Theater Review by Gail M. Burns and Larry Murray
Larry Murray: In Play Date, when three couples decide to get to together with their children for some adult conversation while the young ones play, all seems normal enough. But from the moment the lights come up, the complications begin.
Gail M. Burns: You know, in my day a “play date” was called a cocktail party. They happened on Saturday evenings, and the parents had drinks and snacks while we kids ran amok. The premise here is that the kids get the drinks and snacks (expressed breast milk and free-range organic chicken cubes) while the parents run amok!
Quick plot synopsis – Blaine’s political ambitions ruin his wife Missy’s plans to have a “play date” not only for their son but for herself as well with washed up actor/stay at home dad Trent, when he announces that he’s staying home to campaign amongst the mommies. Missy quickly invites the divorced Carol and the impossibly perfect Deb (an endorsement from whose husband is the aim of Blaine’s political ambitions) and their offspring to join in, while Blaine invites the widowed Rowan, a British professor of literature, and his daughter to complete the gender balance. The parents’ needs and desires mix and mingle to create comic chaos while the unseen children disport themselves as children will, despite Blaine’s efforts to entertain them with his campaign power point. By the generally happy ending many problems are resolved and lessons learned, by the grown-ups, not the kids.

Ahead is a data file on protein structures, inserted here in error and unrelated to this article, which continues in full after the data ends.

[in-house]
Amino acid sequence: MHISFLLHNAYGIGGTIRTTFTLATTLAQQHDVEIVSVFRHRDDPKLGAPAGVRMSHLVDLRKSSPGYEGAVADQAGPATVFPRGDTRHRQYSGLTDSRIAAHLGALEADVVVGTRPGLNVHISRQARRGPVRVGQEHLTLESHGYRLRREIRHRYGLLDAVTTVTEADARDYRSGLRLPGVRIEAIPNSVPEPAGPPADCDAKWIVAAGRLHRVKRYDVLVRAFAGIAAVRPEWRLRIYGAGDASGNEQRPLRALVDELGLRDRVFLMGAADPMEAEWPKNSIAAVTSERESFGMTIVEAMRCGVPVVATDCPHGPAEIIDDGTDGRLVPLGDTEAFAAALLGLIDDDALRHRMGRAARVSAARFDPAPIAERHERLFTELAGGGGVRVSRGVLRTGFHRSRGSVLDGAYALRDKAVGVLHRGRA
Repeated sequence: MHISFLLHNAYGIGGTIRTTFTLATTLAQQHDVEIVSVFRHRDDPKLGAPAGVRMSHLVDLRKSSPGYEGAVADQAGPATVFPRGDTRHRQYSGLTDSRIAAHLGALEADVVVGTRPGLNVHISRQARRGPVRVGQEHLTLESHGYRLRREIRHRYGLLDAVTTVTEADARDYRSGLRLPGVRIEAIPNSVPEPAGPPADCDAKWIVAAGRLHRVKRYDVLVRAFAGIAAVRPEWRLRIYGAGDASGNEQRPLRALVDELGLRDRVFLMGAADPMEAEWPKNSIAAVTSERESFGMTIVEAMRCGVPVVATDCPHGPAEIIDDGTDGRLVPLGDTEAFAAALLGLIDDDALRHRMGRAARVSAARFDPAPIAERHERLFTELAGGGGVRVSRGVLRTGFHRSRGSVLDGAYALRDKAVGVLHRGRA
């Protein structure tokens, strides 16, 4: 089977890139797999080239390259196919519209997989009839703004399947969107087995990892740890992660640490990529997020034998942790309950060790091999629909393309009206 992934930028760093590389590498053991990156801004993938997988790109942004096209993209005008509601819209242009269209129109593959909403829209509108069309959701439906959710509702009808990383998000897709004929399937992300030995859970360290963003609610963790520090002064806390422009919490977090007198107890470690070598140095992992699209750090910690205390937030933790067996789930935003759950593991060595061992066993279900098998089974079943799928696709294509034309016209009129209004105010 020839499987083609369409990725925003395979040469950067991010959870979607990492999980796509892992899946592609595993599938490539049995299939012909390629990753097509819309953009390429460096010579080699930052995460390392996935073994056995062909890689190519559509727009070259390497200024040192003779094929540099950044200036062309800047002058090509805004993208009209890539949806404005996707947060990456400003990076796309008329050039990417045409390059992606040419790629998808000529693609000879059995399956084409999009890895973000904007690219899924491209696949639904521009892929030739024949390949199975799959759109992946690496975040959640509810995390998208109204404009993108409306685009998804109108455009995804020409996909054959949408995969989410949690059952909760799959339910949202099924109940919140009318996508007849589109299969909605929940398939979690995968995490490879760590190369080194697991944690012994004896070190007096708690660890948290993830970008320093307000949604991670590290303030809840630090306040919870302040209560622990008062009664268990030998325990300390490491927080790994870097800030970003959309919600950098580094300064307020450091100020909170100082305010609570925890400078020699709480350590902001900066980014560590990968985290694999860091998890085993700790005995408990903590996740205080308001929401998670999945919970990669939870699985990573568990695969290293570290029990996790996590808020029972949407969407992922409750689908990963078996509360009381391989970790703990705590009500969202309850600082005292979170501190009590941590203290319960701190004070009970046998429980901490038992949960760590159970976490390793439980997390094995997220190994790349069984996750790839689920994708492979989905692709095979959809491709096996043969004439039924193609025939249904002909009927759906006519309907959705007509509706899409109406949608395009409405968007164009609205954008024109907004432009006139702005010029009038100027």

Larry: This play – a world premiere by Dramatist’s Guild member John Morogiello – demands a great deal from its cast of two players, the solid Jim Staudt who alternates in the roles of Blaine, Trent and Rowan, and the impressive Sandy York whose Missy, Carol and Deb are simply unforgettable. It’s not an easy task to play three essential characters so that there is no audience confusion.